Not because I was on some tyrannical rampage to eradicate the LGBT community, or out of some homophobic fear. My opposition was never aligned to the limiting of human rights or civil liberties.
I had a hard time with sharing the word marriage.
I remember having a conversation with a friend of mine around the time when same-sex marriage became legal in Canada. Probably not unlike how the recent political conversations around the same issue have brought it to the forefront for many Americans these days. I said to my friend (I can't actually remember who it was I was speaking to) that I would have felt so much more comfortable if the government had chosen to call it something else. I didn't actually have any issues with the mutual rights, respect or privileges, just the name.
I feel like marriage is a specific religiously defined and culturally adopted institution, but because it remains at it's core a spiritual union - I had a hard time sharing the name.
But the reality is that a percentage of the people who get married, heterosexual marriage - do not necessarily consider it a spiritual union. I would guess it's a rather large percentage (but I am only guessing based on limited anecdotal information). So we don't use the word marriage to mean what it was originally defined to mean. Nobody's ever put a stink up about that. I never complained or even considered it a problem when it was an opposite sex couple.
So if we've adopted a relatively civil and non-religious definition of marriage, then what is the issue with once again changing or expanding that civil definition.
Now before any of my religious friends jump in to disagree - consider that I am talking about a civil definition. For those of us who recognize or engage marriage under it's religious definition, we do so in parallel with it's civil definition (hence a marriage license). But not everyone who gets married embraces both definitions. We've been making a logical thinking error - it's called the "Fallacy of Affirming the Consequent".
Here's the sad part we have neglected to focus on. In being exclusionary we've actually been oppressing others. Where's the love in that? In the Bible Jesus tell us that the greatest commandment is to "Love the Lord your God with all your heart, with all your soul and with all your mind: and love your neighbour as yourself." If love is the greatest commandment - how is our deciding that one group of people (no matter what criteria we use to identify the "in group") should be treated better or deserve more rights than another.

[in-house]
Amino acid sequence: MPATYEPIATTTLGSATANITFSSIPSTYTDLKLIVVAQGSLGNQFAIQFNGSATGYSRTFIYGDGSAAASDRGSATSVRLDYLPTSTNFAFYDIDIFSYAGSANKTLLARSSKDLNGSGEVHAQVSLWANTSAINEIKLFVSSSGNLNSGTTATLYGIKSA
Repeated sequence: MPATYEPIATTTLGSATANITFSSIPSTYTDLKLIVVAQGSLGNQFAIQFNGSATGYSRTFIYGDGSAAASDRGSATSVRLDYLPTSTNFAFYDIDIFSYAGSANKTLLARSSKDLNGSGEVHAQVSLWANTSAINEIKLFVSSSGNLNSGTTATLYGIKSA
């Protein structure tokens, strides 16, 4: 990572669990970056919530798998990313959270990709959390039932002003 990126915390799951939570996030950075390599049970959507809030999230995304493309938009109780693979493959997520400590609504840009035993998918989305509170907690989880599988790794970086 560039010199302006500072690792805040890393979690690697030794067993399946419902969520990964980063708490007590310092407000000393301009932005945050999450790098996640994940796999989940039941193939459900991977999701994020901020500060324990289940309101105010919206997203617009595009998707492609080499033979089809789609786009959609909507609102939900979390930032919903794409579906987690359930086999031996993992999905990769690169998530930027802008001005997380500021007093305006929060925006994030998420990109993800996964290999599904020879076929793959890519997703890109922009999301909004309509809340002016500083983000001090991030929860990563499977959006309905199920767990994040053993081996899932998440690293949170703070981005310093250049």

Furthermore, we're all equally eternally damned up-front, because relationship with God, and eternal life is not something we have the ability to earn. It's a gift freely given, and open to be received by all. Once received, this gift does not equal to perfection or perfect living...and we all continue to struggle through this "mortal toil".
So again, I ask - what right do we have to condemn another?!?!
We live in a world where unspeakable atrocities occur daily. Children are forced to kill others as soldiers, serve as prostitutes or slaves, die of diseases or starvation. The majority of the world's population lives in poverty, with limited access to clean drinking water or food. With no opportunities to be educated or build a better future.....
Imagine the world we could live in, if we choose to focus our energy, individually and collectively on speaking out against injustice and famine and other atrocities. That conversation is what should be at the forefront these days.....